The patterning of the semiconductor structure may comprise patterning of the top layer thereof to define both the linear waveguide segments and the ring waveguide segment, all the segments thereby containing an active lasing material. Alternatively, Me patterning of the semiconductor structure may include patterning of the top layer thereof to define the spaced-part linear waveguide segments, and patterning (etching) of the top and active laser layer underneath the top layer, or all three layers of the semiconductor structure within the space between the linear waveguides, thereby defining an interlaser spacing. In this case, the two ring waveguide segments are defined in a high refraction index layer deposited within the interlaser spacing on top of a low refraction index layer (buffer layer).

According to yet another aspect of the present invention, there is provided an integrated optical device comprising a multisegment laser diode structure constructed as described above, and an additional waveguide segment optically coupled to at least one of said linear or ring-like waveguides.

BRIEF DESCRIPTION OF THE DRAWINGS

In order to understand the invention and to see how it may be carried out in practice, a preferred embodiment will now be described, by way of non-limiting example only, with reference to the accompanying drawings, in which:

FIGS. 1 to 3 illustrate the main stages in the manufacture of a laser structure according to one embodiment of the invention, wherein FIG. 1 illustrates a structure after the dry etch step; FIG. 2 illustrates the structure of FIG. 1 after tie deposition of a burying layer and opening contact windows; and FIG. 3 illustrates the structure of FIG. 2 after deposition of the electrode;

FIG. 4 illustrates a cross-section of the structure of FIG. 3 taken along line A—A;

FIGS. 5A and 5B illustrate top and cross sectional views, respectively, of a laser structure according to another embodiment of the invention;

FIG. 6 illustrates a laser structure according to yet another embodiment of the invention; and

FIGS. 7A and 7B illustrate two more examples, respectively, of a structure according to the invention.

DETAILED DESCRIPTION OF THE INVENTION

Referring to FIGS. 1-3, there are illustrated main operational steps in the manufacture of a multisegment laser diode structure according to one example of the inventions namely, a laser of the index-guide type typically comprising an active region interposed between n- and p-type semiconductor layers grown on a substrate.

FIG. 1 shows a structure 10 obtained by such main processes of integrated technology as deposition, metalization and ridge etching. Thus, the structure 10 is composed of a substrate layer L0 (i.e., made of GaAs or InP) carrying a laser layer-structure L1, which is formed by sequentially depositing an n-type semiconductor layer L2, an active laser layer L3, and a p-type semiconductor layer L4 to define a p-n junction region between the semiconductor layers. When using the GaAs substrate L0, the n-type layer L2 is AlGaAs doped with Si, layer L3 is undoped AlGaAs containing several quantum wells of GaAs or InGaAs, and the p-type layer L4 is another AlGaAs doped with Be or C. When using die InP substrate L0, the n-type layer L2 is InP/InGaAsP doped with n-dopant, layer L3 is the laser active layer made of several quantum wells of InGaAsP, and layer L4 is another InP/InGasP layer with p-dopping (e.g. C).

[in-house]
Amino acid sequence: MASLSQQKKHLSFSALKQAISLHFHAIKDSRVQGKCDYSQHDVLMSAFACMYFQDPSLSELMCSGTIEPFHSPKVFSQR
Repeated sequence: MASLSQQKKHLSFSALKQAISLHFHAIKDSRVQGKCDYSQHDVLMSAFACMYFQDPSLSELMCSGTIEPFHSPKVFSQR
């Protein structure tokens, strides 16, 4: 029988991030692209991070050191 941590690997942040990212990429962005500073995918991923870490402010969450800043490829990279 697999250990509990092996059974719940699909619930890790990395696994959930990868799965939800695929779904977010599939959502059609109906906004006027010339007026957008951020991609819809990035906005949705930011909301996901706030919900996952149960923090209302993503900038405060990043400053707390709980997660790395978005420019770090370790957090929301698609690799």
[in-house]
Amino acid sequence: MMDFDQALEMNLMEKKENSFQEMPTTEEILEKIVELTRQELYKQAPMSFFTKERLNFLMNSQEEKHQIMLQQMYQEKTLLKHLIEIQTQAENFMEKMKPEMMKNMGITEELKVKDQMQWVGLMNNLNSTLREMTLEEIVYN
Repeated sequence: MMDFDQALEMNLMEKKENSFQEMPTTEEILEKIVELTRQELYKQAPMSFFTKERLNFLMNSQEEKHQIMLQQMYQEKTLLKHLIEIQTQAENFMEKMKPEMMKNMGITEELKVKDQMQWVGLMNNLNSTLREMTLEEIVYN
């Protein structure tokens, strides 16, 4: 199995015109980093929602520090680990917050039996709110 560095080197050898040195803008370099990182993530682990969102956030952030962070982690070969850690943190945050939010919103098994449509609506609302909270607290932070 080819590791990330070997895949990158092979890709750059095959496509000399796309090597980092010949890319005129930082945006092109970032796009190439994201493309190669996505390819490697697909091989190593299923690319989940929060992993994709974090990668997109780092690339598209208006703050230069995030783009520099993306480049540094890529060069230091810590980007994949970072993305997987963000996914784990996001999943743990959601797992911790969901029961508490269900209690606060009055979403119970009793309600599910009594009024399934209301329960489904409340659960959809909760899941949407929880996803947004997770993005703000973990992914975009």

Layer L4 is appropriately patterned, so as to form two parallel spaced-apart linear ridge segments W1 and W2, and two spaced-apart ring-like ridge segments R1 and R2. A metal layer L5 (the so-called p-metal) (e.g., Ti/Pt/Au) is then deposited on the surface of the patterned p-type semiconductor layer L4, and etched to provide metal coating on top of each of the ridge segments. The metal layer can be deposited and etched prior to etching the layer L4 and may serve also as etch masks for the etching of layer L4.

The linear ridge segments W1 and W2 serve as waveguides, and the ring ridge segments R1 and R2 serve as resonator loop cavities between the two waveguides, all the waveguides containing an active lasing material. The resonator cavities (rings) serve as frequency-selective mirrors, the resonator cavities and the waveguide sections creating together a closed loop compound resonator. The physical characteristics of the compound resonator can be controlled to adjust its optical storage characteristics (refractive indices). Generally speaking, the change in the refractive index will induce the required phase shift to change the frequency response of the compound resonator. Such an active phase affecting may be achieved by applying any suitable thermo-optic, electro-optic, piezo-electric or the like effects mainly within the ring resonator regions but also on the linear waveguide region between the rings.

FIG. 2 illustrates a structure 12 obtained by applying further deposition and etching processes to the structure 10. As shown, a passivation or burying layer L6 (e.g., polyimid) is deposited on top of the structure 10, and is then selectively etched to open contact windows CW, which thus become exposed to further processing.

FIG. 3 illustrates the entire laser structure 14 obtained by applying a metal deposition process to the structure 12 to fabricate electrodes E1-E4 above the ridge segments. Thus, electrodes E1 and E2, and electrodes E3 and E4 present contact pads for the two linear segments (waveguides) W1 and W2 and two ring segments R1 and R2, respectively.

Turning now to FIG. 4, there is illustrated a cross-sectional view of the structure 14 along line A—A (FIG. 3) showing a light-coupling scheme (arrows 16) in the structure 14. Light is coupled from the waveguide W1 to waveguide W2 through the resonator rings R1 and R2 in accordance with the resonance condition thereof (selective frequency range). As shown, the electrodes are arranged such that each of the segments can be manipulated (driven) separately by the injection of a current or by applying external fields.